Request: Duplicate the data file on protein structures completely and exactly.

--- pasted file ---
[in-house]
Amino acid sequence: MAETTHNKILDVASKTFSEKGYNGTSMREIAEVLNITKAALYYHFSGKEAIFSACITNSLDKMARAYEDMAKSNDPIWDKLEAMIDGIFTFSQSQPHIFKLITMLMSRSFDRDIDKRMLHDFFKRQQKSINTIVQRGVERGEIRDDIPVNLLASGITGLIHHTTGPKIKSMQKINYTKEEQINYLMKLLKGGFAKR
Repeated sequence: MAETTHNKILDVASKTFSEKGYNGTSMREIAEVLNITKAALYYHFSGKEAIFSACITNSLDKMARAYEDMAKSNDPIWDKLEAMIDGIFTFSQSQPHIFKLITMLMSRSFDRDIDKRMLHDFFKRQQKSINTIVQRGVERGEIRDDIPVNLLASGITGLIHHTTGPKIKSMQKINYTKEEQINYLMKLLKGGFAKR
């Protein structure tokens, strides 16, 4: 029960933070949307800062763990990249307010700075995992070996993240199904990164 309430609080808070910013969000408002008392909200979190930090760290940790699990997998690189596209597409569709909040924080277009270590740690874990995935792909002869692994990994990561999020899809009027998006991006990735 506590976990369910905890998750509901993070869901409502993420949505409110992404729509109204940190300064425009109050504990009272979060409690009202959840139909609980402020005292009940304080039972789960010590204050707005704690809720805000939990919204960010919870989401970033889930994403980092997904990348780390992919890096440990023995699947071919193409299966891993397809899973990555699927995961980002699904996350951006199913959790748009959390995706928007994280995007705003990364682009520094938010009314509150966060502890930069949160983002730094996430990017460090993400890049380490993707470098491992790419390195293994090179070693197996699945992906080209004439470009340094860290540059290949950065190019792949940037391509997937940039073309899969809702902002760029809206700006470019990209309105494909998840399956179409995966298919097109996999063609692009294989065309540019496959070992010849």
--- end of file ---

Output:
[in-house]
Amino acid sequence: MAETTHNKILDVASKTFSEKGYNGTSMREIAEVLNITKAALYYHFSGKEAIFSACITNSLDKMARAYEDMAKSNDPIWDKLEAMIDGIFTFSQSQPHIFKLITMLMSRSFDRDIDKRMLHDFFKRQQKSINTIVQRGVERGEIRDDIPVNLLASGITGLIHHTTGPKIKSMQKINYTKEEQINYLMKLLKGGFAKR
Repeated sequence: MAETTHNKILDVASKTFSEKGYNGTSMREIAEVLNITKAALYYHFSGKEAIFSACITNSLDKMARAYEDMAKSNDPIWDKLEAMIDGIFTFSQSQPHIFKLITMLMSRSFDRDIDKRMLHDFFKRQQKSINTIVQRGVERGEIRDDIPVNLLASGITGLIHHTTGPKIKSMQKINYTKEEQINYLMKLLKGGFAKR
């Protein structure tokens, strides 16, 4: 029960933070949307800062763990990249307010700075995992070996993240199904990164 309430609080808070910013969000408002008392909200979190930090760290940790699990997998690189596209597409569709909040924080277009270590740690874990995935792909002869692994990994990561999020899809009027998006991006990735 506590976990369910905890998750509901993070869901409502993420949505409110992404729509109204940190300064425009109050504990009272979060409690009202959840139909609980402020005292009940304080039972789960010590204050707005704690809720805000939990919204960010919870989401970033889930994403980092997904990348780390992919890096440990023995699947071919193409299966891993397809899973990555699927995961980002699904996350951006199913959790748009959390995706928007994280995007705003990364682009520094938010009314509150966060502890930069949160983002730094996430990017460090993400890049380490993707470098491992790419390195293994090179070693197996699945992906080209004439470009340094860290540059290949950065190019792949940037391509997937940039073309899969809702902002760029809206700006470019990209309105494909998840399956179409995966298919097109996999063609692009294989065309540019496959070992010849």